My colleagues and I often care for patients suffering from hallucinations, prophesying, and claiming to speak with God, among other symptoms—in mental health care, it’s sometimes very difficult to tell apart religious belief from mental illness…. Our conclusions frequently stem from the behaviors we see before us. Take an example of a man who walks into an emergency department, mumbling incoherently. He says he’s hearing voices in his head, but insists there’s nothing wrong with him. He hasn’t used any drugs or alcohol. If he were to be evaluated by mental health professionals, there’s a good chance he might be diagnosed with a psychotic disorder like schizophrenia. But what if that same man were deeply religious? What if his incomprehensible language was speaking in tongues?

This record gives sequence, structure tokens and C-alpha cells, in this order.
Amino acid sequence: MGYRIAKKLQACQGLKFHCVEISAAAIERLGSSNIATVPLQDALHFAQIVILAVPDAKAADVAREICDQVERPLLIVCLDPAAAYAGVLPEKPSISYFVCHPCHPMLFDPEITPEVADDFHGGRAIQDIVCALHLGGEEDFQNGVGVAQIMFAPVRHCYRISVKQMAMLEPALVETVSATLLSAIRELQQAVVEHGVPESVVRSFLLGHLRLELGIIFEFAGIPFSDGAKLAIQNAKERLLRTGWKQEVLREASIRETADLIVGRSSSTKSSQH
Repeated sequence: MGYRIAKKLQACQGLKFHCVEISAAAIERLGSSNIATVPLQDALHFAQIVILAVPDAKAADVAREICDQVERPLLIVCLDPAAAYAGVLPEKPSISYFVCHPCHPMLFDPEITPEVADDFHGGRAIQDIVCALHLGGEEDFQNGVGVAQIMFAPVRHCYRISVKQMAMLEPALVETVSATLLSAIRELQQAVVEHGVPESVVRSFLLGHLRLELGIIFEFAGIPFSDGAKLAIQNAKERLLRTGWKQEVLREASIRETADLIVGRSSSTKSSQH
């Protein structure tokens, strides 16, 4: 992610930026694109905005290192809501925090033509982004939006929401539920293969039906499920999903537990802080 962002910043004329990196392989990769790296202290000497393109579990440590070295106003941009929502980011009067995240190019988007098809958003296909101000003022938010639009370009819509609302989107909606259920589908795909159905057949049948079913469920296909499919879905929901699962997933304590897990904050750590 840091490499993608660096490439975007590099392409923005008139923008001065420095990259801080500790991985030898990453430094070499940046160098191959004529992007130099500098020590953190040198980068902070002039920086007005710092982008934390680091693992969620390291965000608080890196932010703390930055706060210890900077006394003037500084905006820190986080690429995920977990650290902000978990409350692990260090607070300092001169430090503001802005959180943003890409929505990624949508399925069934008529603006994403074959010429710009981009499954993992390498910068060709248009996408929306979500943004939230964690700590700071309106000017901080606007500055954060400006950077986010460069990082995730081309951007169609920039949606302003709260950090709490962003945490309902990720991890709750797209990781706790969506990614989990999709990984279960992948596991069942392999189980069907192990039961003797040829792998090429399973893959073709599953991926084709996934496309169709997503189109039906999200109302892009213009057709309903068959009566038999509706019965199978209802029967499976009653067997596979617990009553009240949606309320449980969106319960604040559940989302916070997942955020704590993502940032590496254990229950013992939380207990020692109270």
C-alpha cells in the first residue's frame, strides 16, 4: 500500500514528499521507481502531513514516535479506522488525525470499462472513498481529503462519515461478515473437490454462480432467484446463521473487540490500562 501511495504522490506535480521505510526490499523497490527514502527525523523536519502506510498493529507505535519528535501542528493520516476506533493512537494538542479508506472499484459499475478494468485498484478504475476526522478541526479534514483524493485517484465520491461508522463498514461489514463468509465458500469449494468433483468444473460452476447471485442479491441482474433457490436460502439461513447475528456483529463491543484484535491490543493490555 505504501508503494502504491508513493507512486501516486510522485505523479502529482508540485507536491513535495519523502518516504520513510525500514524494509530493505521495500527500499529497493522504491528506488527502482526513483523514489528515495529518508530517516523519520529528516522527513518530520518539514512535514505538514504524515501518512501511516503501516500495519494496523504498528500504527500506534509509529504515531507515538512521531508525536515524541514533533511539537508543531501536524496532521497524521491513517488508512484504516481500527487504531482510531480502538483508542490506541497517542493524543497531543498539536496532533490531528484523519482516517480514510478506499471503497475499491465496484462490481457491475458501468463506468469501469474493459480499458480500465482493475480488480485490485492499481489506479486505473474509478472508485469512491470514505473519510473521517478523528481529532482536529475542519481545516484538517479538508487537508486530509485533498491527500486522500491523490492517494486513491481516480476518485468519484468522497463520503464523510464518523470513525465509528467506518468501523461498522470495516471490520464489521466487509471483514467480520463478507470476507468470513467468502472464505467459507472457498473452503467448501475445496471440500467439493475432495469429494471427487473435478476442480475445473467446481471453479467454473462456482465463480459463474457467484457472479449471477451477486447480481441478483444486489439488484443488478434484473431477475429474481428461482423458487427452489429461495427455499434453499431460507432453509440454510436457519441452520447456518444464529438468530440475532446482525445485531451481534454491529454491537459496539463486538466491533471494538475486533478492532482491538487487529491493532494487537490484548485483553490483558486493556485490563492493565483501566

In the course of his gluttonous plundering, “the movement” and/or individuals in “the movement” gained from these sordid dealings. Through all this, he was protected, like many other businessmen of his bent. The shadowy Majali was representative of a network of proxy businessmen and entities that serve ruling-party heavyweights in various sectors of the economy. Be they Chancellor House, Imvume or a host of smaller, but well-connected businesses at provincial and local levels, these proxies give the lie to the ruling party’s pronouncements on a tough anti-corruption stance. Unscrupulous businessmen and their political sponsors have been able to use the name of the party to strong-arm parastatals and government departments into giving them tenders. This network lies at the heart of the institutionalisation of corruption in our country. Sandi Majali has taken many dark secrets to the grave with him. What he did leave behind was a legacy of crookedness that goes deep into the heart of the ruling party, the state and the society. – Mondli Makhanya on Sandi MajaliBACK TO TOP